How to Make the Most Finger Lickin' Chicken Wings
From the store to the stove to your sauce-covered fingertips, here's our ultimate guide to making the best possible chicken wings. We'll coach you on how many wings to make to feed your crowd, how to cut up chicken wings, and give you tips for different ways to cook chicken wings. You're going to need more napkins.
How Many Chicken Wings to Buy
That depends on what else is on the menu and what kinds of eaters you've got. If you're chowing down on chicken wings and nothing else, you'll need about 4 pounds for every 10 people. If other meaty eats are served, you can cut it down to 2 pounds. Don't sweat the math; this genius wing calculator figures it all out for you.
When to Buy
Your best move is to stock up a few days before a major event like the Super Bowl, because stores have been known to run low on the day of. (NOOOoooo!!!) This could happen whether you're buying fresh or frozen wings. If you buy fresh ahead of time, you can freeze the wings whole, or cut them up and freeze the pieces.
What to Buy
The question is whether to buy whole wings or pre-cut. The answer is to compare prices where you shop. You'll usually save big bucks by buying whole wings and cutting them up yourself, but you'll save time by buying pre-cut wings. Which savings is more important to you?
How to Cut Up Chicken Wings
A whole chicken wing can be cut into three pieces: the drumette, the flat, and the tip. If you've never cut up a wing or need a refresher, this shows you how it's done. Just cut it where it bends.
Got it down? Time to reward yourself with a chicken dance, then we'll move on to the cooking.
The Best Way to Make Chicken Wings
For the ultimate wing experience, some say you should take no shortcuts. Check out this baking and deep-frying method. It's the classic restaurant technique that ensures crispy skin and tender, juicy chicken.
Does a baking and frying seem like just a little too much? Don't worry: where there's a wing, there's a way.
How to Make Wings in the Oven
If you're not going the deep-fried route, Chef John shows how one extra ingredient (baking powder!) gets you the crispiest possible oven-only wings.
How to Make Wings in a Slow Cooker
It's easy and hands off, and it's all cooked in one pot, so it's easy from start to finish. Got a bigger party planned? Start lining up extra slow cookers for Awesome Slow Cooker Buffalo Wings.
How to Make Wings on the Grill
Yep, wings are awesome on the grill. Typically, grilled wings get a milder sauce, since the smoky, caramelized taste from the flames is the star. If you're in love with your BBQ, Grill Master Chicken Wings are for you.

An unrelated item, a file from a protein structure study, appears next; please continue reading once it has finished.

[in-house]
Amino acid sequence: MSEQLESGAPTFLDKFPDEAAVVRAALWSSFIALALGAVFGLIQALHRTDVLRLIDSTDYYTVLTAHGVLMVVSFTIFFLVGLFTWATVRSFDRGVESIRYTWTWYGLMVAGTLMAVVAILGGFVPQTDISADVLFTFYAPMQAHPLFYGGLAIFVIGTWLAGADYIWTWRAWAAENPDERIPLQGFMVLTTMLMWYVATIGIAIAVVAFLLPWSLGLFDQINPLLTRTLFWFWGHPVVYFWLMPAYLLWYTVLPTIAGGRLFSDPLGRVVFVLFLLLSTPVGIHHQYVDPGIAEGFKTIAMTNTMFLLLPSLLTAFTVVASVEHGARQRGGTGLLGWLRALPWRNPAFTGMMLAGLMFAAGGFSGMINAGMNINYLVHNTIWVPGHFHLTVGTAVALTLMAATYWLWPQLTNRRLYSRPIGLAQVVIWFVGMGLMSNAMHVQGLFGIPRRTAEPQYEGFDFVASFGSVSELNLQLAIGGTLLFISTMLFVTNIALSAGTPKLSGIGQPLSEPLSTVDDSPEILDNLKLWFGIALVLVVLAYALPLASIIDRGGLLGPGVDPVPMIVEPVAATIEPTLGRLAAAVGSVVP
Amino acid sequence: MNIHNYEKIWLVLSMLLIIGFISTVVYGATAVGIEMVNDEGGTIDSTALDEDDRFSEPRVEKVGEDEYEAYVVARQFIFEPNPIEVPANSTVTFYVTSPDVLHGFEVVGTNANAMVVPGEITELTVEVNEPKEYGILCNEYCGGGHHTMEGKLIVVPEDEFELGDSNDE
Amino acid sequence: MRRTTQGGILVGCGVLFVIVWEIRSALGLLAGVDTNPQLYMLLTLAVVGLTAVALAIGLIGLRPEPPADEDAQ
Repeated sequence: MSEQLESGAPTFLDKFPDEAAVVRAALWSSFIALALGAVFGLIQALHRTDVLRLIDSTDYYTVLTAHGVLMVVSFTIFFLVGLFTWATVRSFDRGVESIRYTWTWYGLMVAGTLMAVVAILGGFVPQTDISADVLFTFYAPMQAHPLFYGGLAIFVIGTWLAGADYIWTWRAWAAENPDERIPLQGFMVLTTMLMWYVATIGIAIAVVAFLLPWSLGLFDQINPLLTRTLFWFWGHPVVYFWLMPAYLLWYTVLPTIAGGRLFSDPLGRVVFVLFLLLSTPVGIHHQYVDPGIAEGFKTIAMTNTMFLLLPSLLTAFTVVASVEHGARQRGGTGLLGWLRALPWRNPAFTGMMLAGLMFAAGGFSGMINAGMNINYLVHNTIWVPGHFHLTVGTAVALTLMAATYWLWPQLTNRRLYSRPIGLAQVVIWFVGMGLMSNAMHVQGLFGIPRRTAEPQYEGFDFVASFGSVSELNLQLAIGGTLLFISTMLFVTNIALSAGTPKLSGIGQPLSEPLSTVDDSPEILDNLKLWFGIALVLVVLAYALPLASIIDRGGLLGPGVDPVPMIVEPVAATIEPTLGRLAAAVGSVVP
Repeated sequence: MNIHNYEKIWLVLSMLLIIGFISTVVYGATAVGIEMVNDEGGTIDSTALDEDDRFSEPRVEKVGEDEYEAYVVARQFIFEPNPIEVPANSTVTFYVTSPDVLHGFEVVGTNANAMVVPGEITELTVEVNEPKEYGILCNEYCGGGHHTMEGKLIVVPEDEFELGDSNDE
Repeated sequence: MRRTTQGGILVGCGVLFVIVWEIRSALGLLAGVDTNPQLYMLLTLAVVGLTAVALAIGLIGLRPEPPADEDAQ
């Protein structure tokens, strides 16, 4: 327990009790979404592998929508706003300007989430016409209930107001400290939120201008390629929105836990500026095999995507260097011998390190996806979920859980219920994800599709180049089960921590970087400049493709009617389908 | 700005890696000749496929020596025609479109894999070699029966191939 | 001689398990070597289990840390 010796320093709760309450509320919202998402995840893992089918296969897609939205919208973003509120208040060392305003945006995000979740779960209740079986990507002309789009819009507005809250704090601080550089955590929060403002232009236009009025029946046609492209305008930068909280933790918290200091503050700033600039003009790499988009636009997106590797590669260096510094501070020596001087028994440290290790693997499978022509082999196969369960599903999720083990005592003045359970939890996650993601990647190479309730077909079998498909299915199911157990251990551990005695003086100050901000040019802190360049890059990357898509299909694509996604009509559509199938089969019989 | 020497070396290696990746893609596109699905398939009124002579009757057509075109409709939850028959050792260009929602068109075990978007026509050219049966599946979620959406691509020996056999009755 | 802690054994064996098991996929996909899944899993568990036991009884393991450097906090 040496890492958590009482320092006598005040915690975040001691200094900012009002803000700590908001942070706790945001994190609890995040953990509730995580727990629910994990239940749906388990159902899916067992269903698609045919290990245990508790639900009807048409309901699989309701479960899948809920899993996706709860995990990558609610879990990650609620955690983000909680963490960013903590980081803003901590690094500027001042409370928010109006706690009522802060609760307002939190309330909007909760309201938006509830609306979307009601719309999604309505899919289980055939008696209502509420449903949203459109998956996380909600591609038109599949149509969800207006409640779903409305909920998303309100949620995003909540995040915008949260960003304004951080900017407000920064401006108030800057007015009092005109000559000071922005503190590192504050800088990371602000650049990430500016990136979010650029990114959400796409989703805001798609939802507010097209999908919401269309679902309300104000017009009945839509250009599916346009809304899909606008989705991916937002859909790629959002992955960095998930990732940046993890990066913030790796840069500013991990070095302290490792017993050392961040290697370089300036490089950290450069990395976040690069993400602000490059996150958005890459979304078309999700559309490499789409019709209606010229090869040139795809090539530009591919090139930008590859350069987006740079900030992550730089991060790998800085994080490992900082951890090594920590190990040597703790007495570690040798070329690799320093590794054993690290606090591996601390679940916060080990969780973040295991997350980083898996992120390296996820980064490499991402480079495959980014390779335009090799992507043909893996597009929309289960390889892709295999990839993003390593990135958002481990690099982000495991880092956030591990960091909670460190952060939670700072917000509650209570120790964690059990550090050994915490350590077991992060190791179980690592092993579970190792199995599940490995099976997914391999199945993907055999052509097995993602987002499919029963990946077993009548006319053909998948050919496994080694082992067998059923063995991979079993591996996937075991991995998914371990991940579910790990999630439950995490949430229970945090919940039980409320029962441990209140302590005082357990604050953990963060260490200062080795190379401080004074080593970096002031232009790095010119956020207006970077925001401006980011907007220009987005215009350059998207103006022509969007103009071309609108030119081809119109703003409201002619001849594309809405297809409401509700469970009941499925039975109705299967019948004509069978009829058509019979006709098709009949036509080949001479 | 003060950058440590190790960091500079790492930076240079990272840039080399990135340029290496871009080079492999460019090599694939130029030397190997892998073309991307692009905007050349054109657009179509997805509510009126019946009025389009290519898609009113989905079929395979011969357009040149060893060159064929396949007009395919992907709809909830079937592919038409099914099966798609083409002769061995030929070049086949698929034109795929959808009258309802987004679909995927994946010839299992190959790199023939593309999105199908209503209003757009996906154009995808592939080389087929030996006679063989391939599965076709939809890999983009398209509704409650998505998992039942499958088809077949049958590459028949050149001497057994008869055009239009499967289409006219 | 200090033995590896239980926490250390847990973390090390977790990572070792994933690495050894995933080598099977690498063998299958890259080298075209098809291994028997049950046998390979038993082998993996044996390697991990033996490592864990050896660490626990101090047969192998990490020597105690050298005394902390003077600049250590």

How to Make Wings in Your Instant Pot
With this method, there's no need to thaw frozen chicken wings before you cook them in a 2-step process that starts in your Instant Pot and ends with a quick crisp under the broiler. This recipe for Instant Pot Crispy Barbecue Chicken Wings gives you step-by-step directions.
How to Make Classic Buffalo Sauce
If you're gonna go with tradition, you need to meet Frank's Red Hot. It's not a fire-breathing hot sauce, per se, but it is the true OG hot sauce, as used by the Anchor Bar in Buffalo. It's a simple sauce, and you can't go wrong with this recipe for Scott's Coast-to-Coast Famous Chicken Wings.
Wing Sauce Alternatives
How to Pair Wings with Drinks
Let's not overthink this thing. Beer's a classic match for wings. And it's the semi-official beverage of football-watching. Why mess with a sure thing?
Remember, though, you're in this for at least four quarters. So go with a refreshing, easy drinking lager or a dry pilsner. Or try a hoppy pale ale or wheat beer. Each of these would work across a broad spectrum of wings, from tame to in flames.
On the wine side, we should think along the same lines…light and refreshing. That means bubbles. You can't lose with French, Italian, or Spanish sparkling wine, but this is America's biggest sporting event of the year! So let's stick to home. Try a sparkling wine from Washington State--or maybe California or New York.
Beyond bubbles, there's Riesling. It's lowish in alcohol and pairs well with spicy foods and teriyaki flavors. Or go with Gewürztramer or Chenin Blanc.
Reds? I admire your courage. Try something young and fruity without too much alcohol or tannins, which don't play well with spicy foods. Merlot or Zinfandel, for example. They should also pair nicely with blue cheese dressing. But if you go Zin, check the label first; they can be surprise alcohol bombs. Lighter reds, like Beaujolais will work. Also, Pinot Noir. And don't turn your nose up at boxed wine. It's typically fruity, easy drinking, inexpensive, and probably low in tannin. Kind of perfect.
What about non-alcohol? Easy. Something refreshing. Fruit punches and sweet lemon and/or lime drinks are great. A little carbonation doesn't hurt anything. And sweet tea with a slice of lemon is a winner.
How to Eat Chicken Wings Like a Champ
This is pure genius. A simple technique to slip the bones free from "flat" wings, leaving the meat in one solid, totally dunkable piece. It's only for the flat parts, of course. Eating the drumettes should be fairly self-explanatory. Hint: hold handle part, eat meaty part, repeat.
Get ALL the chicken wing recipes.
Dig into our top 10 Super Bowl recipes.
Guide by Noel Christmas, Vanessa Greaves, and Carl Hanson.